Did You Know Dog Boarding Can Affect Your Dog's Nutrition?
Here's What You Need to Know About Nutrition and Your Dog While You Are Away
As pet parents, we all dread boarding our babies for travel, illness, or a major remodeling project.
No matter what we do to prepare them for the experience, it’s likely they’ll get stressed while you are away.
Dogs are creatures of habit.
Any disruption in their daily routine may naturally cause some anxiety. For many dogs the most noticeable effects are on their appetite and nutrition.
Since founding Embarkly.com, a search engine for finding dog boarding. I’ve learned a lot about creating positive outcomes for boarding dogs.
Here are a few things that I hope will help you create a positive experience for your best friend.
1.Your dog may lose weight even though he’s eating well.
Some dogs LOVE doggy camp.
If your dog loves the dog park, or is a regular at dog daycare, he may lose weight if he is fed his normal amount of food.
Dogs that are high energy, but are not usually active for 4 or more hours a day may require a little extra food while they are boarded.
They’re probably burning many more calories than normal as they romp around all day long with other dogs. If this is your dog, it may help to up his daily calories by 5% a little to make sure he’s getting enough while he’s having a blast.
2. Your dog may not eat enough.
No matter what you do, some dogs lose their appetite when their routine changes.
My dog is one of these dogs.
The first time we went on vacation and boarded our dog we suspected it would be a bad experience for him. We’d adopted him a year before, and he suffered from terrible separation anxiety.
But he loved the dog park.
So we researched all the area pet hotels with doggy daycare and picked the one we thought was best. Sure enough, the staff reported that he did not have much of an appetite.
By the time we came to get him, he’d lost 5% of his weight. We shrugged our shoulders and committed to taking him with us from then on.
The next time we traveled, we did just that. To our surprise, he wouldn’t eat at all for the first two days, only eating half of his normal portion for the balance of the trip.
Turns out it wasn’t the doggy hotel or separation anxiety at all. He was stressed out because his normal routine was different. And sure enough, as soon as we came back, his appetite returned.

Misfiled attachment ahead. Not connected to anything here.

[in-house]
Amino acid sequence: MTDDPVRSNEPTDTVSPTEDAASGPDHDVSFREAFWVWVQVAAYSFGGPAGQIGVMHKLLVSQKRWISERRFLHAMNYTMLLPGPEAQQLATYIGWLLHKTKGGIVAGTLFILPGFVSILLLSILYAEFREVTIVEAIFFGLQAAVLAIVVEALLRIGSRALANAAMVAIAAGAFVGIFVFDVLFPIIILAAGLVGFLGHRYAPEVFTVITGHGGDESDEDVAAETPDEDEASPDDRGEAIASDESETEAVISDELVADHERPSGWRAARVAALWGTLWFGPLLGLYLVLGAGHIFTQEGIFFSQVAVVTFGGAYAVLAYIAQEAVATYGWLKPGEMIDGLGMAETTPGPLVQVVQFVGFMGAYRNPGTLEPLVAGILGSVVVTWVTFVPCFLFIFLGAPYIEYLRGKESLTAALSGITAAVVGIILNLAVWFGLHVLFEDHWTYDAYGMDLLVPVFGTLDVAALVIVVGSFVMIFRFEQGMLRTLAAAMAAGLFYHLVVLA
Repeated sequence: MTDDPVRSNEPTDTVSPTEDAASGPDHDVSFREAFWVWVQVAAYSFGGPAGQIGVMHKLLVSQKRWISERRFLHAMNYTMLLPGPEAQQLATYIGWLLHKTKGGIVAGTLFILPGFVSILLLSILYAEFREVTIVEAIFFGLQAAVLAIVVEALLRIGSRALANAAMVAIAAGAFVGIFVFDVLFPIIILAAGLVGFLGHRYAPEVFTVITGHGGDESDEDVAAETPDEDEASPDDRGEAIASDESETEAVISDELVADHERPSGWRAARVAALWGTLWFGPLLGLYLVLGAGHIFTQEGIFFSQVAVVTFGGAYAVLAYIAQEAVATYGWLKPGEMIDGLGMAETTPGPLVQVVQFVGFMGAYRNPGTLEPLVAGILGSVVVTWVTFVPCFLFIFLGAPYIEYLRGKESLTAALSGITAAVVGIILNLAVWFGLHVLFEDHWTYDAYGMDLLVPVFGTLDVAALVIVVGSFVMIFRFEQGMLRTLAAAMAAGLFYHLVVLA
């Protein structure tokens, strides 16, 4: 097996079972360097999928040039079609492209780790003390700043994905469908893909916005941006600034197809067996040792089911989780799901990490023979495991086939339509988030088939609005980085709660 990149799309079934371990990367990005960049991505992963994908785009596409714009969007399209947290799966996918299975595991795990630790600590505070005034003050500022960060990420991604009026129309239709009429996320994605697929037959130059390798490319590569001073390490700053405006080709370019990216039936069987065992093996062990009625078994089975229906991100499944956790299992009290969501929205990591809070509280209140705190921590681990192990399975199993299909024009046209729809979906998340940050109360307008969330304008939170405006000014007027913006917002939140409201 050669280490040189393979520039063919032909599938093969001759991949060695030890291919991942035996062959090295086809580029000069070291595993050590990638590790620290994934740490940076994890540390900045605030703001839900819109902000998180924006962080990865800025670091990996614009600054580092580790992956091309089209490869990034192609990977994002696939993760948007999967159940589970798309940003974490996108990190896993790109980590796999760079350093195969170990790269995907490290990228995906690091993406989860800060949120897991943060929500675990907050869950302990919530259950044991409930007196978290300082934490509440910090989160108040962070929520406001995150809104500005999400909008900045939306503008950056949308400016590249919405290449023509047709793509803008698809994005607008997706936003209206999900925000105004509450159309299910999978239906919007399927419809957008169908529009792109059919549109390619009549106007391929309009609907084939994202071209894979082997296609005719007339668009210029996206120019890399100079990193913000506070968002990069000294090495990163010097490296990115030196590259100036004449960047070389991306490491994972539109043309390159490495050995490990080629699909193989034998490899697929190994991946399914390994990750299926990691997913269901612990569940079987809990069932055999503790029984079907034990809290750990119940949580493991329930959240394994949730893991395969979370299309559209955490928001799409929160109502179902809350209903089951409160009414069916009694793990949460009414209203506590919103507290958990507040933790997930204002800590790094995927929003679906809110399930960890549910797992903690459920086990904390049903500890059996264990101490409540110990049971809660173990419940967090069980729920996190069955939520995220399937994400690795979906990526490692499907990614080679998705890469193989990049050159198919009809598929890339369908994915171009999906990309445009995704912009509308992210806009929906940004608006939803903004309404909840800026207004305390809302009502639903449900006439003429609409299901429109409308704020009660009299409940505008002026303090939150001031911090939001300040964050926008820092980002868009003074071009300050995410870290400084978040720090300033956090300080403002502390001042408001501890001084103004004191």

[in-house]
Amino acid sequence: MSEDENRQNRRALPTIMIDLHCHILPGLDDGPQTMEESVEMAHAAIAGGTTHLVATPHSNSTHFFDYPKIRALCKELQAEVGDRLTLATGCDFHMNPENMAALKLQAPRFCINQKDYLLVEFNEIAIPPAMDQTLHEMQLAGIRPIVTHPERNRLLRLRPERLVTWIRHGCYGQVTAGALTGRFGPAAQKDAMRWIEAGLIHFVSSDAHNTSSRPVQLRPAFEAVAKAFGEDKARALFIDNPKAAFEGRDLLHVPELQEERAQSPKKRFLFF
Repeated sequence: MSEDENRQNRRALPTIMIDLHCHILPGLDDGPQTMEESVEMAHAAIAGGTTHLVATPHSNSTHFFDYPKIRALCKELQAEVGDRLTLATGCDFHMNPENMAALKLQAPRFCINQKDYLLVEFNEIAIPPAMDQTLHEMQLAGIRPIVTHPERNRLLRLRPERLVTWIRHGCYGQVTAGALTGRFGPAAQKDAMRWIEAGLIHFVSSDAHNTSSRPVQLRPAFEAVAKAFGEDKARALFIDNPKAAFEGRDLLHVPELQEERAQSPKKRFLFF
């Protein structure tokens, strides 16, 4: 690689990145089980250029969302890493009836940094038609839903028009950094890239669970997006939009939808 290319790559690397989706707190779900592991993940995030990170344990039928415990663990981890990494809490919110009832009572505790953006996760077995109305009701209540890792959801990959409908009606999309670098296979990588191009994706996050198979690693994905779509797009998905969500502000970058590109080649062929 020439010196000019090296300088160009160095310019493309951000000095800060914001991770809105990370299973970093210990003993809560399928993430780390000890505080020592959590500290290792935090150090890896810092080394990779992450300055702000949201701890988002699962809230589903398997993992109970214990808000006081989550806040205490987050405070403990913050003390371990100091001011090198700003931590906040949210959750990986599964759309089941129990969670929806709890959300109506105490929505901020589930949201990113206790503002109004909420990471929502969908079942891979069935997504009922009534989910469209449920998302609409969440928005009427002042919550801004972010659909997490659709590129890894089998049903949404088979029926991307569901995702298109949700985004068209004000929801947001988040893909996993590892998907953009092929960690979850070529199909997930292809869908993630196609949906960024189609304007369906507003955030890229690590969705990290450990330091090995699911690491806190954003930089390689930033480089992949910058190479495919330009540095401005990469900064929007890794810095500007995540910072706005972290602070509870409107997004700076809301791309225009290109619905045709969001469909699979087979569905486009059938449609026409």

The same thing happened when we left him at home in the care of a pet sitter. No food for two days, then half until we returned and things got back to normal.
3. Feed him normally before you leave.
Many of us feel guilty before we leave our dogs behind.
A friend of mine had a little doggy afternoon with her baby the day before dropping him off at boarding. She went for a long walk and gave him treats followed by an extra-large and special dinner.
First thing in the morning, she dropped him off at boarding. That evening when she called the pet hotel to check on her dog, she learned that he had gotten sick and threw up.
Stress induced by a change in routine can make a dog’s stomach extra sensitive.
Combine that with a super-rich meal the night before, and well, you’ve got a recipe for yuck! It’s always a good idea to feed your buddy a normal meal prior to dropping him off. Give him lots of hugs and extra playtime instead.
4. Feed the same food while you are away.
We’ve all heard the warnings from dog food labels and our veterinarians about switching your dog’s food too quickly. Most pet hotels will feed your dog any food that you bring in for him. Just make sure you bring in plenty of food with instructions about how much and how often.
So there you are! 4 tips on dog nutrition and dog boarding.
Nicole is the founder and CEO of Embarkly.com, the largest marketplace for pet care online. Embarkly lets pet parents search and compare boarding and daycare facilities by location, price, photos and reviews. After you’ve found the right place, Embarkly lets you reserve online for free. Nicole is proudly owned by a Finnish Spitz mix and two cats.